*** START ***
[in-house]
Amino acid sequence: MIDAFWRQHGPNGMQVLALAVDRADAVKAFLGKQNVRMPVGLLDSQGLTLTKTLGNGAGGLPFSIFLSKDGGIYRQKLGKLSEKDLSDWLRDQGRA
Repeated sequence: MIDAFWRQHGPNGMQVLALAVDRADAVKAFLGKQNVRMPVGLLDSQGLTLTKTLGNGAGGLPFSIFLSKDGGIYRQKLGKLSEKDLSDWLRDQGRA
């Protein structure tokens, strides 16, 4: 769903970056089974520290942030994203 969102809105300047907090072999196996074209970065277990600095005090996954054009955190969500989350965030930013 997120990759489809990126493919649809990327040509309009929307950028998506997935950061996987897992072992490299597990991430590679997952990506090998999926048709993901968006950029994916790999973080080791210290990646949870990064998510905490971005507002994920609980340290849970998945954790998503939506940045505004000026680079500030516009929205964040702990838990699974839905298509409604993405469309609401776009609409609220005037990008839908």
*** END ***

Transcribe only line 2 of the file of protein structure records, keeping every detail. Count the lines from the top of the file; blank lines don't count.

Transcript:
Amino acid sequence: MIDAFWRQHGPNGMQVLALAVDRADAVKAFLGKQNVRMPVGLLDSQGLTLTKTLGNGAGGLPFSIFLSKDGGIYRQKLGKLSEKDLSDWLRDQGRA